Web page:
Education and Nonprofits

Cornerstone, Mel Trotter to offer discounted degrees

University to award associate degrees in human services to clients and staff of nonprofit.

August 17, 2018
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A discounted degree program meant to increase accessibility will be available for Mel Trotter Ministries’ clients and staff starting this academic year.

A partnership between the nonprofit and Cornerstone University's Professional and Graduate Studies division allows Mel Trotter program graduates and staff to pursue an associate degree in human services on-site at Mel Trotter.

The discount is 10 percent off, according to Peter Osborn, vice president of adult learning for the PGS division. At $342 per credit hour, the 60-credit class would cost $20,520 per student.

The clients of Mel Trotter, which serves those dealing with homelessness and hunger, will each receive a $1,000 scholarship to help alleviate costs, Osborn said.

An anonymous foundation awarded a $25,000 grant to the program, Osborn said, allowing scholarships for 25 students.

Osborn said he would like to start a fund to offer student scholarships beyond what can be offered with the grant.

Students also will have access to Pell grant funds and federal loans.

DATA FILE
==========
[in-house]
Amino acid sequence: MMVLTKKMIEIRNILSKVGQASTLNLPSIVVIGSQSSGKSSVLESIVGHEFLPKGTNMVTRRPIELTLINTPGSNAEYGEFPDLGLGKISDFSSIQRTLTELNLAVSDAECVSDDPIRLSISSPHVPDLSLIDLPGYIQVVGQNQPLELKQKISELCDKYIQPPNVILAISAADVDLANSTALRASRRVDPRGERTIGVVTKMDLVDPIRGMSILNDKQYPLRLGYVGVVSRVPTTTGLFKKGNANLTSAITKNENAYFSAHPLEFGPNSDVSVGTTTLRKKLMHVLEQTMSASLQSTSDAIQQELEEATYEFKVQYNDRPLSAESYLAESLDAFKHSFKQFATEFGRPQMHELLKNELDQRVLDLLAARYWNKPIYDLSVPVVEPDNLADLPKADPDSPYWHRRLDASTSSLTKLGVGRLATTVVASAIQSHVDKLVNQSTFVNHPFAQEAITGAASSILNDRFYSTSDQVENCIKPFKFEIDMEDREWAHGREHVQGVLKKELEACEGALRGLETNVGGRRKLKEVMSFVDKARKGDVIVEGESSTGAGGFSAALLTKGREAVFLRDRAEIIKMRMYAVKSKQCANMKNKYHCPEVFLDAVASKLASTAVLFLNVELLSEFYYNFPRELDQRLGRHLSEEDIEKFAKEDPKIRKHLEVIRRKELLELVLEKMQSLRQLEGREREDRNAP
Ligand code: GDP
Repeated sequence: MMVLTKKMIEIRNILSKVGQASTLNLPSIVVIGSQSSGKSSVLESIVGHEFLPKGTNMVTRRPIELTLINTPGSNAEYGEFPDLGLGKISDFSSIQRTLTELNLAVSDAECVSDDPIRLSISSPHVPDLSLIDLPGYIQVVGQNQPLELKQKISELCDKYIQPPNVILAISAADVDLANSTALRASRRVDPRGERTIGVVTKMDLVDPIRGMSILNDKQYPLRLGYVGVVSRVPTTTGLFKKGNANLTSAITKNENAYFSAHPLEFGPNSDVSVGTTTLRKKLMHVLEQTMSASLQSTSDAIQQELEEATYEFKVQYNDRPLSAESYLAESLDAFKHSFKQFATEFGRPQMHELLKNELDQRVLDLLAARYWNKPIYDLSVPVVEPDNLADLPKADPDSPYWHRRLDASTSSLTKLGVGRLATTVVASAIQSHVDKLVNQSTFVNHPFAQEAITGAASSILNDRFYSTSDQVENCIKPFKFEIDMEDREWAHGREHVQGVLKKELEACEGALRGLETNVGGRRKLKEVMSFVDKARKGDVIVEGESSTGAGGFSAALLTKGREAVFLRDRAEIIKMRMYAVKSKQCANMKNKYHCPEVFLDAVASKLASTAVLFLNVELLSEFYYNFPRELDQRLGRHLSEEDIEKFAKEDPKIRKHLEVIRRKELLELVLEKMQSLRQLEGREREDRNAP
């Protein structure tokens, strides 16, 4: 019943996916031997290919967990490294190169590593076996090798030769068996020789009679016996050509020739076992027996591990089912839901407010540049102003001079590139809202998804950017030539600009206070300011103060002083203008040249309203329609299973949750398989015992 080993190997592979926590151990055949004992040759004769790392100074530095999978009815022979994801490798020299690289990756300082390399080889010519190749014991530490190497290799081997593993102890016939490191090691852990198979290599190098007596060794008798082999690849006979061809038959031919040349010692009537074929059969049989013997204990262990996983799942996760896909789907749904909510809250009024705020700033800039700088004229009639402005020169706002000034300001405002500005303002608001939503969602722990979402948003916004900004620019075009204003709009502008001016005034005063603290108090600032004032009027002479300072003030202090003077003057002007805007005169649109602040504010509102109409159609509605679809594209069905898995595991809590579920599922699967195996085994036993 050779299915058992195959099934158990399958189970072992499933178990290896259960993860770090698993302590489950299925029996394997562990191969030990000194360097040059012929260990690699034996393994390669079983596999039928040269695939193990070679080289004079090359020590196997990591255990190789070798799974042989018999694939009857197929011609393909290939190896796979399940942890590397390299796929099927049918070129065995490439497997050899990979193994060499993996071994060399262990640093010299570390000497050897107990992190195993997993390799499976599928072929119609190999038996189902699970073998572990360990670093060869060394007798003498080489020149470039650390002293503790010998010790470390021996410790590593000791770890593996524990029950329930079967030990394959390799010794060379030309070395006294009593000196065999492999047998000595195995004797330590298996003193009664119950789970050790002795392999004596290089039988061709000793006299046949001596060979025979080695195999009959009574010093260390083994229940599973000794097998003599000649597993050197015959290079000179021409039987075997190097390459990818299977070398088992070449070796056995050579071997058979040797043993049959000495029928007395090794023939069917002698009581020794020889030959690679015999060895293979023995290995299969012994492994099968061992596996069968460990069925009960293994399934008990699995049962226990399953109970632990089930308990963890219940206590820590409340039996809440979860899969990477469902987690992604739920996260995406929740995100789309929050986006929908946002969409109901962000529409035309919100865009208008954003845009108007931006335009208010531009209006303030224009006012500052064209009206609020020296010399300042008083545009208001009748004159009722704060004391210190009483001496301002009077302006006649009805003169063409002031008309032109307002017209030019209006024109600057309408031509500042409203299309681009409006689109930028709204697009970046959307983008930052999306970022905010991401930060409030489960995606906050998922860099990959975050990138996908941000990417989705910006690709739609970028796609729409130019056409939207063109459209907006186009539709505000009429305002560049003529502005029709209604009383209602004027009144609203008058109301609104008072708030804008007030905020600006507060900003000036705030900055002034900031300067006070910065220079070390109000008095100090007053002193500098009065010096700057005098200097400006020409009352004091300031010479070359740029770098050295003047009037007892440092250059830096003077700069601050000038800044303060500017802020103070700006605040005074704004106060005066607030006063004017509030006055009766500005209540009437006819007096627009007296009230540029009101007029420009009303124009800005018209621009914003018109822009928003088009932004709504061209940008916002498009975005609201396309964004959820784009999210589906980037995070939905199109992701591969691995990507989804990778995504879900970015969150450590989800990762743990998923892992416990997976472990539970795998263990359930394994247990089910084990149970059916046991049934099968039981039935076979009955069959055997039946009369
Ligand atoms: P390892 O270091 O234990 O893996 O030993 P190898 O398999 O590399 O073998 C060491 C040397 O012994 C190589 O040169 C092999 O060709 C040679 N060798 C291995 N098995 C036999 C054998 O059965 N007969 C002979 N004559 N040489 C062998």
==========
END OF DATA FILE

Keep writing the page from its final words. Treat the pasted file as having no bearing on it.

Osborn said about six students so far have expressed interest, which means the first cohort, preferably containing 12 students, will either be this fall or the following semester.

Cohorts will last 18 months, with students taking one accelerated class at a time that meets for four hours once per week.

Osborn said Cornerstone wanted to help the Mel Trotter clients who have experienced unfortunate circumstances and overcome obstacles, keeping them from being the best they can be.

“We know many of our guests first experienced homelessness as children,” said Dennis Van Kampen, Mel Trotter president and CEO. “If we can help break the cycle, with education as one tool, we might be able to not only impact the person experiencing homelessness now but also make sure that future generations never experience homelessness.”

Even if graduates of the degree program apply for jobs that do not require a degree, Osborn said having the degree will show employers the students were able to commit to a difficult task and see it through.

In conversations with Spectrum Health, he said the company shared it is more likely to hire students with degrees like this.

Mike Ward, director of enrollment operations and community development at PGS, coordinated with Van Kampen to bring this vision to fruition.

Mel Trotter wanted to offer a program that meets on-site, with curriculum tailored to be Mel Trotter-friendly, “more conscious of poverty and more conscious of family dynamics," Ward said.

“It means the possibility for a guest who has experienced homelessness and, as such, felt like there was not any way he or she would ever be able to go to college,” Van Kampen said. “It's the possibility to see hope — hope for an education, for a different and better life.”

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